Show notes and resources

3 Instant Takeaways

  1. Always add value to your church information. Instead of simply describing your upcoming event, describe how the event will make a difference in the lives of those who attend. Thus, rather than putting out more information, put out better information. Use your discernment to make all communication relevant to your audience.
  2. Before you do anything, ask yourself what you want to accomplish. Are you trying to fill the 40 seats you have reserved for the men’s retreat? Partly, yes, that’s a goal. But in order to get 40 men, what are you offering them? Why should they attend? What are their needs? Show them a reason to come for the weekend. If the weekend is about sports or food or teaching — let them know. Get quotes from men who have attended last year telling how great the food, or sports or teaching was.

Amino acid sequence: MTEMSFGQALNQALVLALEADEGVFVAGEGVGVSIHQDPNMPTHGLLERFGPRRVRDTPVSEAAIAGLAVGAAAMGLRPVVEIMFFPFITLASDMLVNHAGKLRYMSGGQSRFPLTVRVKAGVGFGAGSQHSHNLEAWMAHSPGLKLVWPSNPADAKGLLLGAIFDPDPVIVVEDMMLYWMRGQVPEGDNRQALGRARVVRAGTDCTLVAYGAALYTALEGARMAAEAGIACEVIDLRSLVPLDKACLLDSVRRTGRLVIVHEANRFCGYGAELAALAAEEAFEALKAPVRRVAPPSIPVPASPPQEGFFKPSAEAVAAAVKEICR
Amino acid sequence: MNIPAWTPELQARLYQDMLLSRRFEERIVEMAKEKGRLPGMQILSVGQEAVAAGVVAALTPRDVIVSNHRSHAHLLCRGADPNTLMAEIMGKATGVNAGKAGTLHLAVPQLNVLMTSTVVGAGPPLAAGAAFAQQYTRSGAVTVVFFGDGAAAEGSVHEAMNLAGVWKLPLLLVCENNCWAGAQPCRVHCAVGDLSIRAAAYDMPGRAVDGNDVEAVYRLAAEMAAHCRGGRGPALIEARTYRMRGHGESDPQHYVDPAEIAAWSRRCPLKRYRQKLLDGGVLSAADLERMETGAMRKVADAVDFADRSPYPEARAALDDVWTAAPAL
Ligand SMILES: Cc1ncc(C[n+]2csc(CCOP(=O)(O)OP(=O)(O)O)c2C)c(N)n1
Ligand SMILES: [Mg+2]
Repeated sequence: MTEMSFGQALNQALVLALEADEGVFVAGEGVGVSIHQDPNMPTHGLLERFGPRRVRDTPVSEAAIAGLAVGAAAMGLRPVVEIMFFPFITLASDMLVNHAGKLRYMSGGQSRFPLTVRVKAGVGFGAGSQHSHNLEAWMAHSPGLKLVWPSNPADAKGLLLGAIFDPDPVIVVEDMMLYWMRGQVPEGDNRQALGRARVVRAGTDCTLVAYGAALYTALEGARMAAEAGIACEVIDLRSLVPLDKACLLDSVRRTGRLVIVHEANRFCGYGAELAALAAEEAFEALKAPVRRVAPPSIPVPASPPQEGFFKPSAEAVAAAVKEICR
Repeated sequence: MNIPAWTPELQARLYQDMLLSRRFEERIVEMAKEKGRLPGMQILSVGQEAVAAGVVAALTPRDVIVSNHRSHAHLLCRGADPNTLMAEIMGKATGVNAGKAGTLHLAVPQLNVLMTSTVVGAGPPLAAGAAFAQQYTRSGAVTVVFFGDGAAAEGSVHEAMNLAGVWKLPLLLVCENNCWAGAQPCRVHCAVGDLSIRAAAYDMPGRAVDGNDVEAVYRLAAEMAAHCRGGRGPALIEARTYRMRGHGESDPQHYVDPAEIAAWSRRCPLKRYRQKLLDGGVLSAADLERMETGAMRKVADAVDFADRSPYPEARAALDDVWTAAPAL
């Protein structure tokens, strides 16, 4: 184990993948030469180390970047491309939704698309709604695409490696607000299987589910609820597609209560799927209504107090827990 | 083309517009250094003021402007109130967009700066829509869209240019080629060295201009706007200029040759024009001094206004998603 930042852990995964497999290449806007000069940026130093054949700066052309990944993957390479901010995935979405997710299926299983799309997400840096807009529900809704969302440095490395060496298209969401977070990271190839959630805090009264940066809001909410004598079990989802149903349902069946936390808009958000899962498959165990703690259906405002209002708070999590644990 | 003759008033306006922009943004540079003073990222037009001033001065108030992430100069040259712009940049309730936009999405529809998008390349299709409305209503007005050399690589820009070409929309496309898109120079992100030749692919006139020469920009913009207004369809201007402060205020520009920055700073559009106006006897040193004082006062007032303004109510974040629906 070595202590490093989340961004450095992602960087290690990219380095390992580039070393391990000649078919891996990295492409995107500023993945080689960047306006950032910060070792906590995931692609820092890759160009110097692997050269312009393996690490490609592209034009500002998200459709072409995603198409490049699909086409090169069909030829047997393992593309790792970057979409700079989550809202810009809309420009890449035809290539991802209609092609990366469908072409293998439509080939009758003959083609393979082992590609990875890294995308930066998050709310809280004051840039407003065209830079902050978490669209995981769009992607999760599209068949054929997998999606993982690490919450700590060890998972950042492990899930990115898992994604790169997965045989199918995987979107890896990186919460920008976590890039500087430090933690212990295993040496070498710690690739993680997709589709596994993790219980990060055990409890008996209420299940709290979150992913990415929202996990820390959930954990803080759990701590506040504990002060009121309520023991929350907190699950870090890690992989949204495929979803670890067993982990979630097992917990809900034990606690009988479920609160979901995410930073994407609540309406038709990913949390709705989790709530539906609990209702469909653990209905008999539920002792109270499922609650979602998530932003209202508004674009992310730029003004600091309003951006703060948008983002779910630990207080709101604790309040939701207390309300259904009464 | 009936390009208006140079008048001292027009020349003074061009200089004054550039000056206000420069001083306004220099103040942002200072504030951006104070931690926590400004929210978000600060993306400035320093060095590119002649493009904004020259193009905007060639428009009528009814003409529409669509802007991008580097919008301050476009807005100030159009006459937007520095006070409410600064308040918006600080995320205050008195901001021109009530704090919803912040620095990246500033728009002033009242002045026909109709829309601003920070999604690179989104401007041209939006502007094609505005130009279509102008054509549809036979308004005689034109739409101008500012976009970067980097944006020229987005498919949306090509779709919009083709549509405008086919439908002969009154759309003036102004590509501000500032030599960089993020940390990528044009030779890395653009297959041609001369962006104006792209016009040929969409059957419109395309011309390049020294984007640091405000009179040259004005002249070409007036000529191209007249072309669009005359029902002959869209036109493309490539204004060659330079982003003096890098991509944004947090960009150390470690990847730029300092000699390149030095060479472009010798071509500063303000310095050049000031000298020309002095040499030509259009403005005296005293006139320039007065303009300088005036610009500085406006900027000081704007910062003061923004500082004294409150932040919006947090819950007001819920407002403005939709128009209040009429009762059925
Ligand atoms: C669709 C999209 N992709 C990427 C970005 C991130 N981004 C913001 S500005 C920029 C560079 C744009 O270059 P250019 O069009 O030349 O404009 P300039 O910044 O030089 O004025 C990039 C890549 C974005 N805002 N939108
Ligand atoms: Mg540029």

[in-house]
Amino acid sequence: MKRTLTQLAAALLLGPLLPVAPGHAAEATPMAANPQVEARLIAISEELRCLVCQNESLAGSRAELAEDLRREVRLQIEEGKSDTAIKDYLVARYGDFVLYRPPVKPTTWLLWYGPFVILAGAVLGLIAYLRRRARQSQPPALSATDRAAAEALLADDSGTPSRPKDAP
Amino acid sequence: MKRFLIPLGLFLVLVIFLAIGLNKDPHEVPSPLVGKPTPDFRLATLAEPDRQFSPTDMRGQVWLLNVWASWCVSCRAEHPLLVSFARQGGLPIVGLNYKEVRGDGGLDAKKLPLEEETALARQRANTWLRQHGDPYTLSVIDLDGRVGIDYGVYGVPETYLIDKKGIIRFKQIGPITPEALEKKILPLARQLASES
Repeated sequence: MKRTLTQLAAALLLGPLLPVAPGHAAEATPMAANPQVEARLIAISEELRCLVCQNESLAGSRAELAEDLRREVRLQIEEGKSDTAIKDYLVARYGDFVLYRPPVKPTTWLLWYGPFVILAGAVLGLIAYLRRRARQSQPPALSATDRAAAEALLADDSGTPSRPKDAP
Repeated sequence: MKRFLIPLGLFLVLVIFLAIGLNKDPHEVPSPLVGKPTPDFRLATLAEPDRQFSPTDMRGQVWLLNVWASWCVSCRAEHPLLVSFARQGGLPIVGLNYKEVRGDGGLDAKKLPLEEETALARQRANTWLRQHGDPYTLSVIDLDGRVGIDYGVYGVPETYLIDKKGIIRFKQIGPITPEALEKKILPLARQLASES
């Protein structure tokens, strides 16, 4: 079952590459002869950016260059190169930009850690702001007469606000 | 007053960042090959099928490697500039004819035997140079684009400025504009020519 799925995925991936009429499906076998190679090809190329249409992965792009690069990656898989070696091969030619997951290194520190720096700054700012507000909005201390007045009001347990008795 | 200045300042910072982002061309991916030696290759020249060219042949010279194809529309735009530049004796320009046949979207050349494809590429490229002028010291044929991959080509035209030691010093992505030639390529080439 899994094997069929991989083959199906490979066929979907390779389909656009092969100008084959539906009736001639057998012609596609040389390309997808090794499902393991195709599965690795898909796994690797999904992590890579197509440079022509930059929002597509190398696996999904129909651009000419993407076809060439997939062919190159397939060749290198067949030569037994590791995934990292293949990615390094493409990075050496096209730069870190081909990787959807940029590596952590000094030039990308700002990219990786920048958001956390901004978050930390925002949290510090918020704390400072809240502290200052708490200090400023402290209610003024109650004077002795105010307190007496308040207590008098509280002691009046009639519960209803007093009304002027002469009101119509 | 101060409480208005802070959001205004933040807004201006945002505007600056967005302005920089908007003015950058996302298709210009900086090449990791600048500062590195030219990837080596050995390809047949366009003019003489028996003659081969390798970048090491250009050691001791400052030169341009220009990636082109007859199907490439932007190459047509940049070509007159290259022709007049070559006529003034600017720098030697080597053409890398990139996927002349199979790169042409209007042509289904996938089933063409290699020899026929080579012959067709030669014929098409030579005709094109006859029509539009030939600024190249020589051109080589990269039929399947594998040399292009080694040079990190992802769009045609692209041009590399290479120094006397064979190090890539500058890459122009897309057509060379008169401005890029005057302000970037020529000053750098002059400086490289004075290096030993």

3. Define what your church is putting in print. Not everything needs to be in print anymore. Decide what you can digitize. Bulletins, visitor cards, banners, calendars, newsletters and directories are typical church print items. Figure out which item reaches which audience and don’t overlap. For example, one church limited their printed bulletin to large-vision information only, and put first announcements of upcoming events in an email newsletter. This way, whoever wanted an early heads-up about something could get it digitized only.

Free Bonus: Click here to download The Church Announcements Script Bundle – this free download includes 8 pre-written announcement scripts that you can swipe and start using in your church

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